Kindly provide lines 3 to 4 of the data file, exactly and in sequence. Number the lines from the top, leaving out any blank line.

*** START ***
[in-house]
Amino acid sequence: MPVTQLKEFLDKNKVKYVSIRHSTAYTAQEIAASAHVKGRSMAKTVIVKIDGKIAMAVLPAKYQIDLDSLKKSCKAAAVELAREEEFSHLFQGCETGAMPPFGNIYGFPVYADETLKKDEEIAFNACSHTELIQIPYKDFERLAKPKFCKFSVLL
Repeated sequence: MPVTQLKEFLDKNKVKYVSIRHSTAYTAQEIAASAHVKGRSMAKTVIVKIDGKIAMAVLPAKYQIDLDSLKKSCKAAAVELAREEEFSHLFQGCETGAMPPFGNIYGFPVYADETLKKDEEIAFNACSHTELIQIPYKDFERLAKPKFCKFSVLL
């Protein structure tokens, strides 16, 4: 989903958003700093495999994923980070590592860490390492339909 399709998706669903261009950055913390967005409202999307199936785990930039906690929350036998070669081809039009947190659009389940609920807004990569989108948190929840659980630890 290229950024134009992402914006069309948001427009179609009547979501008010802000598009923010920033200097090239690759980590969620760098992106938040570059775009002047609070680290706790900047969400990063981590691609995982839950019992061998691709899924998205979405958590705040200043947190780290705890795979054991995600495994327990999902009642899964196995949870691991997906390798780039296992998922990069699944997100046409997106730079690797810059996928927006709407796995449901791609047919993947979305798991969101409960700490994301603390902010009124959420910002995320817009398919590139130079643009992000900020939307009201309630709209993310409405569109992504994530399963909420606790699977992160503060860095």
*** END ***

Repeated sequence: MPVTQLKEFLDKNKVKYVSIRHSTAYTAQEIAASAHVKGRSMAKTVIVKIDGKIAMAVLPAKYQIDLDSLKKSCKAAAVELAREEEFSHLFQGCETGAMPPFGNIYGFPVYADETLKKDEEIAFNACSHTELIQIPYKDFERLAKPKFCKFSVLL
């Protein structure tokens, strides 16, 4: 989903958003700093495999994923980070590592860490390492339909 399709998706669903261009950055913390967005409202999307199936785990930039906690929350036998070669081809039009947190659009389940609920807004990569989108948190929840659980630890 290229950024134009992402914006069309948001427009179609009547979501008010802000598009923010920033200097090239690759980590969620760098992106938040570059775009002047609070680290706790900047969400990063981590691609995982839950019992061998691709899924998205979405958590705040200043947190780290705890795979054991995600495994327990999902009642899964196995949870691991997906390798780039296992998922990069699944997100046409997106730079690797810059996928927006709407796995449901791609047919993947979305798991969101409960700490994301603390902010009124959420910002995320817009398919590139130079643009992000900020939307009201309630709209993310409405569109992504994530399963909420606790699977992160503060860095």